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Google’s ARCore platform can now track faces, boasts improved memory

Google is continuing to improve its augmented reality platform, ARCore, and has released an update for Android and iOS that adds facial augmentation and improves the existing Cloud Anchors that allowed for AR object permanence.

That sounds complicated, but it’s less complex than it initially seems. The new addition, Augmented Faces, allows users to attach fun effects to their faces that follow their movements and react to their expressions in real time. The technology is similar to iOS’s Animojis and Memojis — except with a key difference. While iOS’s in-built AR effects require a depth-sensing camera (the TrueDepth selfie lens on the latest iPhones), ARCore’s new feature is able to recreate this effect without the need for advanced hardware. To achieve this, Augmented Faces lays a 3D mesh over your face with 468 individually tracked points — with each point corresponding to a specific point on the AR effect. Basically, think of Snapchat’s filters, but better.

The second major part of this update consists of improvements to ARCore’s Cloud Anchors. Introduced in May 2018, Cloud Anchors allow for a certain amount object permanence between devices. Essentially, draw an arrow on a wall with an Android device, and a friend on an iPhone will be able to see it. That may seem minor, but imagine being able to leave a breadcrumb trail of AR directions for a friend while you’re out, or view AR models of spacecrafts together.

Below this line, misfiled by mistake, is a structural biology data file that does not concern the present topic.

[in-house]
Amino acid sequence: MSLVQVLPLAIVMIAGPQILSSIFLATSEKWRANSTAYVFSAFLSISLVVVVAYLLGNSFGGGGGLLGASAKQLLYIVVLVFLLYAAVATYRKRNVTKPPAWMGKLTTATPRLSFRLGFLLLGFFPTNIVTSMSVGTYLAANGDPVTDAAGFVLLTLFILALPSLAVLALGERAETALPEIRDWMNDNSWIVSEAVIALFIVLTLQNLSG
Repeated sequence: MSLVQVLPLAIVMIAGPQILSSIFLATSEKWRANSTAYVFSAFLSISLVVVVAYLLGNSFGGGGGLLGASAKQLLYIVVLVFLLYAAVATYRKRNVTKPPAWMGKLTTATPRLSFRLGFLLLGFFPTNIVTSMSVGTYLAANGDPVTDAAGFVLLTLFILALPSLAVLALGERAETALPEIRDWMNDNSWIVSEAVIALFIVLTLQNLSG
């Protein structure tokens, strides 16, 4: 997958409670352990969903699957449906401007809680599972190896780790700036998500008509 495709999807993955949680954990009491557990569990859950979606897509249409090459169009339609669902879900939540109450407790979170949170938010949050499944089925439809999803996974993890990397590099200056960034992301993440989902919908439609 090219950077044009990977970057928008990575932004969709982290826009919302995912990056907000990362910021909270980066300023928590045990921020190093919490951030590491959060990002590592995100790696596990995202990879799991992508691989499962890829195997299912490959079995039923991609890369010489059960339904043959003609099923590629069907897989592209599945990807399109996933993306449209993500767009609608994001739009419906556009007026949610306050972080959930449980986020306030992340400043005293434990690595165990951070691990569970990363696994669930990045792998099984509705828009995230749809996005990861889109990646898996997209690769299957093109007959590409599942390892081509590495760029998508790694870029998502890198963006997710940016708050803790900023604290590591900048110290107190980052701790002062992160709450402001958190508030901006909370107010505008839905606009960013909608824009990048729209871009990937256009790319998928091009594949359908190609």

This sort of social AR experience is something Google is eager to explore, and this update makes the existing cloud anchors more robust and efficient. More angles are processed when the anchor is created, making steadier and more realistic — so elements are less likely to come loose from their anchor and drift across your screen.

Outside of exceptions like Pokémon Go or Harry Potter: Wizards Unite, it’s probably fair to say augmented reality plays little role in most people’s lives. Part of the reason for that is, well, it doesn’t really have much use yet. However, Google’s recent addition of AR directions to Google Maps — which uses your phone’s camera and screen to overlay directions on the real world — shows what’s possible with augmented reality. This update for ARCore may not be the most exciting update so far — but it’s a big step along the road to AR becoming from commonplace in our lives. If you’re eager to check out what’s currently possible in AR, check out our list of the best AR apps for Android and iOS.

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Mark Jansen
Mark Jansen is an avid follower of everything that beeps, bloops, or makes pretty lights. He has a degree in Ancient &…
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